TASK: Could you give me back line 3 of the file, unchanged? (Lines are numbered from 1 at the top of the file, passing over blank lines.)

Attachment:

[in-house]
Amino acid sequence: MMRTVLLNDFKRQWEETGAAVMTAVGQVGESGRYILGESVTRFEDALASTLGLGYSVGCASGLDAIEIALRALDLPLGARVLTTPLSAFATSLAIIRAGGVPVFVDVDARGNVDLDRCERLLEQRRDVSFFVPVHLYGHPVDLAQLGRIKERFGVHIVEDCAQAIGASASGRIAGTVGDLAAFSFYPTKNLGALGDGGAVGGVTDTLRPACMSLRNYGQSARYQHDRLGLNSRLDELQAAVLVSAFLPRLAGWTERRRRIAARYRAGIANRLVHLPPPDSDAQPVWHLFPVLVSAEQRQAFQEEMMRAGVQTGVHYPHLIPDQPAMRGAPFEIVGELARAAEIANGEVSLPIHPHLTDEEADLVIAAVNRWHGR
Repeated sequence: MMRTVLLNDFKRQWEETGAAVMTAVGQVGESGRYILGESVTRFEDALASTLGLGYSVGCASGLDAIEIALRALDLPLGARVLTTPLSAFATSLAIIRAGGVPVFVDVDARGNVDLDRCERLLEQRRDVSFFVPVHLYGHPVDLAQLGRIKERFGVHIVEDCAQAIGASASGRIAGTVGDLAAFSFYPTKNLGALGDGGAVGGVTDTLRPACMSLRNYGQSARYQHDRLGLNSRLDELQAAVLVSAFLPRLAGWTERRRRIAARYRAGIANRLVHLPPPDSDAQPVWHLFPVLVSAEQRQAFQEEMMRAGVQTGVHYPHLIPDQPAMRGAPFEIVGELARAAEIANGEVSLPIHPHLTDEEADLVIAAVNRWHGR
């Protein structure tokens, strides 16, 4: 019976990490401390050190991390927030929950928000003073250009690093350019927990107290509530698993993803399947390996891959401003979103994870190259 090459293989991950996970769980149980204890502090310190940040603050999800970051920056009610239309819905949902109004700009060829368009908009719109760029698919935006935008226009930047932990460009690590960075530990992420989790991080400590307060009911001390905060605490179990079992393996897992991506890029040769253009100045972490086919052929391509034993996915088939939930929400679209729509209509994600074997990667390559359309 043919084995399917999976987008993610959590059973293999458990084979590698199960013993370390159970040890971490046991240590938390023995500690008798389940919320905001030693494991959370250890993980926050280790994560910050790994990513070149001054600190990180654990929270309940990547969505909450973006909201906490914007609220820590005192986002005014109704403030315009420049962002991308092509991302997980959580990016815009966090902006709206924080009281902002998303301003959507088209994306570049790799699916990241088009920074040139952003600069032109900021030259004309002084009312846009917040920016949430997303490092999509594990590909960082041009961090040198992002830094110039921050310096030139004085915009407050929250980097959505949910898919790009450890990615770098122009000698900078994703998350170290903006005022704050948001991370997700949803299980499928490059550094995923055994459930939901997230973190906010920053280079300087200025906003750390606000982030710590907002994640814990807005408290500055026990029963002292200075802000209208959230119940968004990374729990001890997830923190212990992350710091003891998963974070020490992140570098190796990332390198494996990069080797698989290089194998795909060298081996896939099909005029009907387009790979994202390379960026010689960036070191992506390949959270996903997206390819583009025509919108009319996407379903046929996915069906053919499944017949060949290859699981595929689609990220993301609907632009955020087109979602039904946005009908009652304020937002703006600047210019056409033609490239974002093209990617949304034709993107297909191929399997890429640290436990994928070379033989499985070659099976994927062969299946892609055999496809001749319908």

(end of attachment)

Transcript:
Repeated sequence: MMRTVLLNDFKRQWEETGAAVMTAVGQVGESGRYILGESVTRFEDALASTLGLGYSVGCASGLDAIEIALRALDLPLGARVLTTPLSAFATSLAIIRAGGVPVFVDVDARGNVDLDRCERLLEQRRDVSFFVPVHLYGHPVDLAQLGRIKERFGVHIVEDCAQAIGASASGRIAGTVGDLAAFSFYPTKNLGALGDGGAVGGVTDTLRPACMSLRNYGQSARYQHDRLGLNSRLDELQAAVLVSAFLPRLAGWTERRRRIAARYRAGIANRLVHLPPPDSDAQPVWHLFPVLVSAEQRQAFQEEMMRAGVQTGVHYPHLIPDQPAMRGAPFEIVGELARAAEIANGEVSLPIHPHLTDEEADLVIAAVNRWHGR